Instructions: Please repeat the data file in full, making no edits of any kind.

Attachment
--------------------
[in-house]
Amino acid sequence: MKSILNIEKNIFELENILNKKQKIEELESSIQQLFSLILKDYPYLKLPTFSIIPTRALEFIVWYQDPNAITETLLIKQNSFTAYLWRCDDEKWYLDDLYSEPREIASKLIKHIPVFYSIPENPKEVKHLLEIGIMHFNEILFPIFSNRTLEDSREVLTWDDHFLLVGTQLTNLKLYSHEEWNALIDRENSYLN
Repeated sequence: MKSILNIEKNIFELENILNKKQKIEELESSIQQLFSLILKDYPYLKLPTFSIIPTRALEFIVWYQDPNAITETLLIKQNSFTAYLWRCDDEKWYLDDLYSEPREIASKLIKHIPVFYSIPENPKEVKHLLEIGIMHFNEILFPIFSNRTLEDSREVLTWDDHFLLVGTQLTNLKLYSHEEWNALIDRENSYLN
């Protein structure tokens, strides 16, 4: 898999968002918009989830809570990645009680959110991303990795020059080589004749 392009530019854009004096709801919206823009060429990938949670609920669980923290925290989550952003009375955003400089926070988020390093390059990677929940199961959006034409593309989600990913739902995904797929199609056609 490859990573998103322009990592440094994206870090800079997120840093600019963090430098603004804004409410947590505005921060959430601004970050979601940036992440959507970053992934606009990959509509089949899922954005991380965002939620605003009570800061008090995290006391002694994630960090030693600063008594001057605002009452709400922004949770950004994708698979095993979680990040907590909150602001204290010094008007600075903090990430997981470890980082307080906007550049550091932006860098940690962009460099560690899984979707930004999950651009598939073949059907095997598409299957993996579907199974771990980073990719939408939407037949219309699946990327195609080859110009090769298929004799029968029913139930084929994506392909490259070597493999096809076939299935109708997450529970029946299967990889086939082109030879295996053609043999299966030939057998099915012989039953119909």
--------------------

[in-house]
Amino acid sequence: MKSILNIEKNIFELENILNKKQKIEELESSIQQLFSLILKDYPYLKLPTFSIIPTRALEFIVWYQDPNAITETLLIKQNSFTAYLWRCDDEKWYLDDLYSEPREIASKLIKHIPVFYSIPENPKEVKHLLEIGIMHFNEILFPIFSNRTLEDSREVLTWDDHFLLVGTQLTNLKLYSHEEWNALIDRENSYLN
Repeated sequence: MKSILNIEKNIFELENILNKKQKIEELESSIQQLFSLILKDYPYLKLPTFSIIPTRALEFIVWYQDPNAITETLLIKQNSFTAYLWRCDDEKWYLDDLYSEPREIASKLIKHIPVFYSIPENPKEVKHLLEIGIMHFNEILFPIFSNRTLEDSREVLTWDDHFLLVGTQLTNLKLYSHEEWNALIDRENSYLN
């Protein structure tokens, strides 16, 4: 898999968002918009989830809570990645009680959110991303990795020059080589004749 392009530019854009004096709801919206823009060429990938949670609920669980923290925290989550952003009375955003400089926070988020390093390059990677929940199961959006034409593309989600990913739902995904797929199609056609 490859990573998103322009990592440094994206870090800079997120840093600019963090430098603004804004409410947590505005921060959430601004970050979601940036992440959507970053992934606009990959509509089949899922954005991380965002939620605003009570800061008090995290006391002694994630960090030693600063008594001057605002009452709400922004949770950004994708698979095993979680990040907590909150602001204290010094008007600075903090990430997981470890980082307080906007550049550091932006860098940690962009460099560690899984979707930004999950651009598939073949059907095997598409299957993996579907199974771990980073990719939408939407037949219309699946990327195609080859110009090769298929004799029968029913139930084929994506392909490259070597493999096809076939299935109708997450529970029946299967990889086939082109030879295996053609043999299966030939057998099915012989039953119909």